Until the 1880s, cavalry regiments were responsible for buying their own horses. In 1887, the Remount Department was created to take over this role. Animals were sourced from breeders, auctions and private families. Officers at this time still supplied their own horses.
When the First World War broke out in 1914, the Army had only 25,000 horses at its disposal. By the end of the conflict, it had purchased over 460,000 horses and mules from across Britain and Ireland, and even more from overseas.
Prior to the war, a census of British horses had been taken, identifying how many were available, how much they ate, and what type of work they were suitable for. Their nearest train station was also listed.
In the first few weeks of the conflict, the Army requisitioned around 120,000 horses from the civilian population. Owners who could not prove that their horses were needed for essential transport or agricultural duties had to surrender them.
Dr Reginal Hill worked for the Army Remount Department. He used the stationery box below on his travels around the country. It contains everything he needed to buy horses for the Army, including a chequebook, numerous official forms and labels, as well as a branding iron.
The Remount Department also looked for help overseas, spending over £36 million (about £1.5 billion in today’s money) buying animals around the world, especially from America and Canada. More than 600,000 horses and mules were shipped from North America.
Travelling by sea was as dangerous for horses as it was for humans. Thousands of animals were lost, mainly from disease, shipwreck and injury caused by rolling vessels. In 1917, more than 94,000 horses were sent from North America to Europe and 3,300 were lost at sea. Around 2,700 of these horses died when submarines and other warships sank their vessels.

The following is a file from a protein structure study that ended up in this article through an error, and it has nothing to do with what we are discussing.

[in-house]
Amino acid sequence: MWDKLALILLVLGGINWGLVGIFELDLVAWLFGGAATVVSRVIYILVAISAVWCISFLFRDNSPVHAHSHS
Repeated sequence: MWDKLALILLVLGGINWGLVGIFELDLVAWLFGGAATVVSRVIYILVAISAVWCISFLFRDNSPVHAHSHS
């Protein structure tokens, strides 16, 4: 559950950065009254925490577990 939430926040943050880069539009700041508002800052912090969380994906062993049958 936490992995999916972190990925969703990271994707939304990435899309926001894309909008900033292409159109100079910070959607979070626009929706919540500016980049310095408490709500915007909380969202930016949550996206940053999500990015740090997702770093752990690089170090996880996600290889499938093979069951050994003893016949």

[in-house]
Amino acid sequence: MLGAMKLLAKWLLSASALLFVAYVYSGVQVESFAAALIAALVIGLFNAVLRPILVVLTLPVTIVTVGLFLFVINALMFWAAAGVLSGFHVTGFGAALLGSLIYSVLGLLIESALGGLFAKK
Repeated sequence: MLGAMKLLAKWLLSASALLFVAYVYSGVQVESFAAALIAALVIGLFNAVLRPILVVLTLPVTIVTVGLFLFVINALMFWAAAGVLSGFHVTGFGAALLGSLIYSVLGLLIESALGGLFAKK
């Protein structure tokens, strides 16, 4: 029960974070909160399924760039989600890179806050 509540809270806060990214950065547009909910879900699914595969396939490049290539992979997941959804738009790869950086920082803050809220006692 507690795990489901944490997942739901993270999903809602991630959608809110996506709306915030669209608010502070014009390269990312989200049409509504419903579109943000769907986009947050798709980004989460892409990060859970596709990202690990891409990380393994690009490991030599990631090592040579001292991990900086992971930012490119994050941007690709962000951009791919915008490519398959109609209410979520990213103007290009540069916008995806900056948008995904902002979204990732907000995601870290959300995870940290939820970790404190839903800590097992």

On 28 June 1915, the horse transport SS ‘Armenian’ was torpedoed by U-24 off the Cornish coast. Although the surviving crew were allowed to abandon ship, the vessel's cargo of 1,400 horses and mules were not so lucky and all perished.
Once on board the ships, the animals were placed in their stalls and given regular checks throughout the voyage. Despite the best efforts of the men who looked after them, many horses suffered from 'shipping fever', a form of pneumonia, and from various pulmonary complaints.
After their confinement, horses usually required several weeks to recuperate on landing. It was the job of the Remount Department and the Army Veterinary Corps to get them into shape and ready for active service.
Horses purchased for the Army had to meet certain criteria. A horse had to be over three years old, healthy and the right size for the work they were purchased to do - either for riding, for pulling guns or for transport.